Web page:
Nordic applicants: 15 April
International applicants: 15 November
How to apply?
Indigenous peoples share experiences across the globe. At the same time, Indigenous peoples are extremely diverse. Are you interested in studying relationships between Indigenous peoples and majority populations from local and global perspectives? The master’s programme in Indigenous Studies offers a multidisciplinary approach to the study of indigenous issues, intending to equip the students with academic and practical skills, critical thinking and knowledge to fill an important role in an increasingly globalized world. The programme actively recruits students with indigenous and non-indigenous backgrounds creating an exciting cross-cultural teaching and learning environment.
The Faculty of Humanities, Social Sciences and Education, and the Faculty of Law, in cooperation with the Centre for Sami Studies, offer a two-year full-time master's programme in Indigenous Studies (MIS). The programme is multidisciplinary within social sciences, humanities and law, and based on research conducted at UiT The Arctic University of Norway regarding the Sami and other Indigenous peoples. The thematic focus of the master's programme is the emergence of the international indigenous movement, the historical experiences and contemporary context that Indigenous peoples experience across the globe.
During the two years of studies, students take courses totalling 120 ECTS. Seven mandatory courses are designed to give a broad base, from which the individual student may choose a relevant topic for the master's thesis. The thesis work is supervised by a faculty member from the Sami Centre and the cooperating units. Topics are chosen in cooperation with the appointed advisor. It is customary to conduct data collection for the master's thesis at the end of the second semester.
Students who have successfully completed the MIS programme, are expected to have achieved the following learning outcomes:
Advanced knowledge of:
- Indigenous issues, including similarities and differences based on the different cultural contexts;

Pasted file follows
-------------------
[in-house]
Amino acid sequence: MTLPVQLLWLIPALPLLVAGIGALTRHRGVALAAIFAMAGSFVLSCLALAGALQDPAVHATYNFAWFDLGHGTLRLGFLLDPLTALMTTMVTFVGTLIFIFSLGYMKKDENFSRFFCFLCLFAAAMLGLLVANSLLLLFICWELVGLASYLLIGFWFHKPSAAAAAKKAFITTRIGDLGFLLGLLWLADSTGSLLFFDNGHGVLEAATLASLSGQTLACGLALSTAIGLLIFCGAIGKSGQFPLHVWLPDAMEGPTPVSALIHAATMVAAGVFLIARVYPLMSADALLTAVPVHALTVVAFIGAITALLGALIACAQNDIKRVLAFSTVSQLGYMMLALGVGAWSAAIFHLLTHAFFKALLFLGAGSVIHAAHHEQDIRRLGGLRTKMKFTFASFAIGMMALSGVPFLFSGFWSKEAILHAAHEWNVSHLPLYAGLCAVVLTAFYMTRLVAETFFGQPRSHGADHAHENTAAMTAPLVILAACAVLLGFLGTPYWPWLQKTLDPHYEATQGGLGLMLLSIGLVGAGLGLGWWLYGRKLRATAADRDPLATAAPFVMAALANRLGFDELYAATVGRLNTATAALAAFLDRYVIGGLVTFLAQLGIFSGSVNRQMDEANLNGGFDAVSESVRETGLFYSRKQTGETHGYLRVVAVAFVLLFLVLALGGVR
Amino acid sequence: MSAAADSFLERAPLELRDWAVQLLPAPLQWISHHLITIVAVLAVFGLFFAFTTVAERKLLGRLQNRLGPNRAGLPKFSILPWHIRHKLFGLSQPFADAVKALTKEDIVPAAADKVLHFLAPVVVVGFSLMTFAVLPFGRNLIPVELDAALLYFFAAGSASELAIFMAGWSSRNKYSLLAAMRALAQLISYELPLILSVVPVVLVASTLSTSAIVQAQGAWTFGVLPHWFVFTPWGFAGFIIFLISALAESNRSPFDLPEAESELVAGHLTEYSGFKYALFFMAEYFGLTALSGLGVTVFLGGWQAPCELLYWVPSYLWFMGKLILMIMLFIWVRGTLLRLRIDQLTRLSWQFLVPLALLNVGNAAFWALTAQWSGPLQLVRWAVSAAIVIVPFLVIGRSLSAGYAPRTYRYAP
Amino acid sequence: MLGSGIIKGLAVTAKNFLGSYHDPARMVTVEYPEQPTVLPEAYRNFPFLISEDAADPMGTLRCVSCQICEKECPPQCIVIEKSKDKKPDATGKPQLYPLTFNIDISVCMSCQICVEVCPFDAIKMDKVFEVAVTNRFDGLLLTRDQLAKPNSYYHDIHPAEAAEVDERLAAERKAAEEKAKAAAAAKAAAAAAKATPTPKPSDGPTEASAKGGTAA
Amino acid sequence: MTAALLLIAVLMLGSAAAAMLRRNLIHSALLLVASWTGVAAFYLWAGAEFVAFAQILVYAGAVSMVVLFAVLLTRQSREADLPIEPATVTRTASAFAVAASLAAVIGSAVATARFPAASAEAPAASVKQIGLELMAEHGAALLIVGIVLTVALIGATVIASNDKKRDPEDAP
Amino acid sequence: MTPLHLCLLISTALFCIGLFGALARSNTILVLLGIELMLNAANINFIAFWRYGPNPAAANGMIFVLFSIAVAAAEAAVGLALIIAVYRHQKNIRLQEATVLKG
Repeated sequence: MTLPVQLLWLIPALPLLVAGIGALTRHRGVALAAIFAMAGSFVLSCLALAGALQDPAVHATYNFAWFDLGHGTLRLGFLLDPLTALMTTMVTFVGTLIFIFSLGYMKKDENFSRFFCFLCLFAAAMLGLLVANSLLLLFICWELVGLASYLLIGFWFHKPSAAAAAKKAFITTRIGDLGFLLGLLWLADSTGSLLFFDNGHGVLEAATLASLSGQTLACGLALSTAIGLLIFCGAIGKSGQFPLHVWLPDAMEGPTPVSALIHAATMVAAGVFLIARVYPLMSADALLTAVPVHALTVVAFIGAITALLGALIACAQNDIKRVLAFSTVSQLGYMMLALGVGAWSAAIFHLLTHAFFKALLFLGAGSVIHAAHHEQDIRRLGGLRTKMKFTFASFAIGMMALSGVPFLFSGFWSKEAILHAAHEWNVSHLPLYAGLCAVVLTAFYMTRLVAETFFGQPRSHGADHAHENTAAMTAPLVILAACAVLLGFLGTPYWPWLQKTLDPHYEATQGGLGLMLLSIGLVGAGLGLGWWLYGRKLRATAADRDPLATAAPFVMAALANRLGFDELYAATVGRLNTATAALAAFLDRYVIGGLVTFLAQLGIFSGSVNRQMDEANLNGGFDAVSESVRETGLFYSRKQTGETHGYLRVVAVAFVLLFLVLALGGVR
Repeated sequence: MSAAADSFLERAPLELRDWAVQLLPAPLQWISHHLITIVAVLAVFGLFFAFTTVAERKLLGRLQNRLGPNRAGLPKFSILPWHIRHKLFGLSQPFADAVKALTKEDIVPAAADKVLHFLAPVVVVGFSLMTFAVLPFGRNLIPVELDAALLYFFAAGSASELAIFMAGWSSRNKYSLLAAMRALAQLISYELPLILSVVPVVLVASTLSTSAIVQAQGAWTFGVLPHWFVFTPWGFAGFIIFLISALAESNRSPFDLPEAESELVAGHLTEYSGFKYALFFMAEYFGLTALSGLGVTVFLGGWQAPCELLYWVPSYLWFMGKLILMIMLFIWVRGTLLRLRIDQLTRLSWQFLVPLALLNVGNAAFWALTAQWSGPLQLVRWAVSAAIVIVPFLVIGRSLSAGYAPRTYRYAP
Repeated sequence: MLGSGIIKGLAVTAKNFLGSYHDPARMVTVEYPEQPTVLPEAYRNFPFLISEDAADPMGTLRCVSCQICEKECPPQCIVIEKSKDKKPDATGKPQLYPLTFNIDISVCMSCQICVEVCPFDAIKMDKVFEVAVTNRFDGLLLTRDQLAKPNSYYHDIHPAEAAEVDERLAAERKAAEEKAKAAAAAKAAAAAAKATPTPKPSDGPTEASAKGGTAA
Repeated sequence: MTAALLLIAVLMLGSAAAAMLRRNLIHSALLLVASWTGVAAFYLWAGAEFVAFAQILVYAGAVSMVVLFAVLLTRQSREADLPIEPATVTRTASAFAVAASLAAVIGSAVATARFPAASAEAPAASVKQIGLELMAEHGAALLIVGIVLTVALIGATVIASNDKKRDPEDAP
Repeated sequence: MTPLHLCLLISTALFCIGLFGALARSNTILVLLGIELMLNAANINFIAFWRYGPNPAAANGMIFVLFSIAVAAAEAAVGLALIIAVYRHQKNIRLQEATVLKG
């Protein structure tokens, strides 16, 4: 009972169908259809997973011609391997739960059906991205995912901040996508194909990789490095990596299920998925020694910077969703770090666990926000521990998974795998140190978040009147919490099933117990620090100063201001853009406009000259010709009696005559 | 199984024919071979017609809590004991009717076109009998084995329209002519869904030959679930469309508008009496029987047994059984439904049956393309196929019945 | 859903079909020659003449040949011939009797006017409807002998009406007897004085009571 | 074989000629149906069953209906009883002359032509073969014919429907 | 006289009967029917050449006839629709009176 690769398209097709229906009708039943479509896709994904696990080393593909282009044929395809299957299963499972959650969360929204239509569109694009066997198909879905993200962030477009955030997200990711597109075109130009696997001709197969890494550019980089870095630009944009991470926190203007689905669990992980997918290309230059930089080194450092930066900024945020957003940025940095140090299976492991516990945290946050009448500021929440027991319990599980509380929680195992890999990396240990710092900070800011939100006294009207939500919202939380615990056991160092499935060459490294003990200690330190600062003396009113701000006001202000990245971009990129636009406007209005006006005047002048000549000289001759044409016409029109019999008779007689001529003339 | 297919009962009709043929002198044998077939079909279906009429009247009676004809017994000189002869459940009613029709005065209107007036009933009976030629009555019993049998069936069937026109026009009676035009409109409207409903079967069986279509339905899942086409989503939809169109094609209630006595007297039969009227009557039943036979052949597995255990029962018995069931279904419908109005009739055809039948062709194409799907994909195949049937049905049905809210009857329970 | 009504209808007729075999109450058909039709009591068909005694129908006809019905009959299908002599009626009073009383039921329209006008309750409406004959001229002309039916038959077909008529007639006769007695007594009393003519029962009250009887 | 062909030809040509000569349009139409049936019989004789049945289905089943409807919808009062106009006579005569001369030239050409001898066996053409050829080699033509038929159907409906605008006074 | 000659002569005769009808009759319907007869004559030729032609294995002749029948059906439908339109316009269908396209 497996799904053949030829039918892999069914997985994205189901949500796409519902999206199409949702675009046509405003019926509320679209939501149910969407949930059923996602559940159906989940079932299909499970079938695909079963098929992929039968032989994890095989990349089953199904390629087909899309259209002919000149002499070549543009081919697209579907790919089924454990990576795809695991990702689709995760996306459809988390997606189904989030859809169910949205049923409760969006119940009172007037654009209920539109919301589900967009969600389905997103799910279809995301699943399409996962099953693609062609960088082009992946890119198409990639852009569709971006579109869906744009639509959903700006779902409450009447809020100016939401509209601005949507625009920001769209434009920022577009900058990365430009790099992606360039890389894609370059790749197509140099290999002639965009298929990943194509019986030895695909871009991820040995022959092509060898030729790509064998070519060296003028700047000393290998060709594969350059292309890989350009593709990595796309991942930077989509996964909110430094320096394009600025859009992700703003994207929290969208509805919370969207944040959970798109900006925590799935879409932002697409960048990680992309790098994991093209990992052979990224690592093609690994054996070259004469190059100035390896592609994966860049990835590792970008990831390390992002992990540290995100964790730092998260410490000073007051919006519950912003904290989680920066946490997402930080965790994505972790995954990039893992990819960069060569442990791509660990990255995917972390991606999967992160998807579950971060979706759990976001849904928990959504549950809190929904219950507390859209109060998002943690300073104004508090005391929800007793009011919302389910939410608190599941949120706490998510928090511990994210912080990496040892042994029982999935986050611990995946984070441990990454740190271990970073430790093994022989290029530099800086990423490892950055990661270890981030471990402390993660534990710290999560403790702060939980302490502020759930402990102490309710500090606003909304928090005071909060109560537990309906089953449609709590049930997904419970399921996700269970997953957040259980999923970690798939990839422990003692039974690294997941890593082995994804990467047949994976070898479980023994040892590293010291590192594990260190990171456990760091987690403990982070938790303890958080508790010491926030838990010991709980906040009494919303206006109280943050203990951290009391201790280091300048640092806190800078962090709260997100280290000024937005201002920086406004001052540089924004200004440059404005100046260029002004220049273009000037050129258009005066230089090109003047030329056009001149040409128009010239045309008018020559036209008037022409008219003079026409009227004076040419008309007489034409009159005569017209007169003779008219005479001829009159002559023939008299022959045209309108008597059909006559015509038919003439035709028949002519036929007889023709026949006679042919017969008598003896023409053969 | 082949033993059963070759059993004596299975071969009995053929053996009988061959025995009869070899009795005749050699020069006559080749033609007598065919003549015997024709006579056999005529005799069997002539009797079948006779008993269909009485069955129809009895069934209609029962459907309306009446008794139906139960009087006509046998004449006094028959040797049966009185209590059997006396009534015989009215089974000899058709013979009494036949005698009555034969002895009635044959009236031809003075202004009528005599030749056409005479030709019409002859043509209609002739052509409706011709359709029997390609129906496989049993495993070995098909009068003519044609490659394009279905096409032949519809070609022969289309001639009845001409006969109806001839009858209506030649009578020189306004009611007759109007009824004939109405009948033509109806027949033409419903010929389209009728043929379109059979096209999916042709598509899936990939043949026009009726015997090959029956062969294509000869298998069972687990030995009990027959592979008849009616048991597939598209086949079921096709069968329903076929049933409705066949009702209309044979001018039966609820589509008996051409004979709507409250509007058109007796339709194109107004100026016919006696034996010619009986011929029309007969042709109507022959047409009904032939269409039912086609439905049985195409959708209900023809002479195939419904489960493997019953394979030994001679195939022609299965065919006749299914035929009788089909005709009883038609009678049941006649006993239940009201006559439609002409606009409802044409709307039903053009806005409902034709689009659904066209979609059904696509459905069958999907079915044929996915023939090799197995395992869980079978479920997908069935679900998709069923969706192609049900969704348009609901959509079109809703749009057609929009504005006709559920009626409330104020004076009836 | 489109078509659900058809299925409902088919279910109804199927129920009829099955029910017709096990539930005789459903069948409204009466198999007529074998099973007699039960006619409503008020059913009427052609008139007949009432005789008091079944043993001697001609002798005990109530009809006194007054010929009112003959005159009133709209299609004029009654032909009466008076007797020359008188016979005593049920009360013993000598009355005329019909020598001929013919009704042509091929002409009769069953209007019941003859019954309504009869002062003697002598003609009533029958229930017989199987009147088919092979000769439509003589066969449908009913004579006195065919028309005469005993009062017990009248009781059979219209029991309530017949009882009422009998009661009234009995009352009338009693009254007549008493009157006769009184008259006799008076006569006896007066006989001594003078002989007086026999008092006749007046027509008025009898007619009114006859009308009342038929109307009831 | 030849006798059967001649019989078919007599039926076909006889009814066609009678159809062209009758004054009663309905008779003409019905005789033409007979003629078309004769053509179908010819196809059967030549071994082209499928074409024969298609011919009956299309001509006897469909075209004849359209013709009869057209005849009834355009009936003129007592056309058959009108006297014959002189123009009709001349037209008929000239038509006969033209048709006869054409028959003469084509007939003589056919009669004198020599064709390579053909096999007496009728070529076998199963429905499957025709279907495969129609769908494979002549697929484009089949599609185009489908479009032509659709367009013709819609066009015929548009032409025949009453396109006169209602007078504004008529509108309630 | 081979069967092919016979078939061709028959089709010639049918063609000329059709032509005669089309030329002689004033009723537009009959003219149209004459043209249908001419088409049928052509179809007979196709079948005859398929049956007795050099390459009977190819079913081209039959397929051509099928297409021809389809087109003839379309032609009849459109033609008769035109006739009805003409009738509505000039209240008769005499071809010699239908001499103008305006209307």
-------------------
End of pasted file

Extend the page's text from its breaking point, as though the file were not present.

- the concepts of Indigenous peoples as used in areas of research and politics on global and local levels, and the scholarly and political debate on these issues;
- different scholarly theories and methods in the field of Indigenous Studies, including the challenges posed by indigenous methodology;
- the history of the global Indigenous movement and the current situation of the Sami and other Indigenous peoples;
- the existing state of knowledge related to Indigenous research ethics and the responsibility of the researcher.
- critically analyse the situation of Indigenous peoples based on the interdisciplinary approach to Indigenous studies;
- deal with challenges that culturally diverse societies and their institutions are facing;
- analyse existing and relevant theories from the humanities and social sciences and use these theories independently;
- find and use relevant research methods to produce the data for an independently designed project;
- carry out an independent, limited research project under supervision;
- compare the situation of indigenous peoples in different historical and contemporary contexts;
- Make oral presentations at seminars and other official settings.
- analyse relevant academic problems in the field of academic Indigenous research;
- analyse professional and research ethical challenges related to Indigenous issues;
- apply knowledge and skills on Indigenous issues in order to carry out advanced assignments and projects in similar areas;
- use the terminology of Indigenous studies and communicate extensively on their academic work both to specialists and to the general public;
- combine different scholarly approaches to produce new knowledge;
- contribute to new thinking and innovation processes regarding Indigenous peoples and minorities.
The Master's programme in Indigenous Studies introduces students to Indigenous Studies as a distinctly multidisciplinary field. The objectives of the programme include:
- introducing students to the history and development of the global Indigenous movement;
- familiarizing students with different disciplinary perspectives on human and indigenous rights, colonialism, decolonisation, culture and ethnicity, marginalization, political recognition and empowerment, governance, resource management and environmental change;
- equipping students with skills and knowledge to critically analyse relations between local, regional, national and global levels, including the role of pan-national organizations such as the UN and ILO; and
- teaching students about interaction and unequal power relations between actors.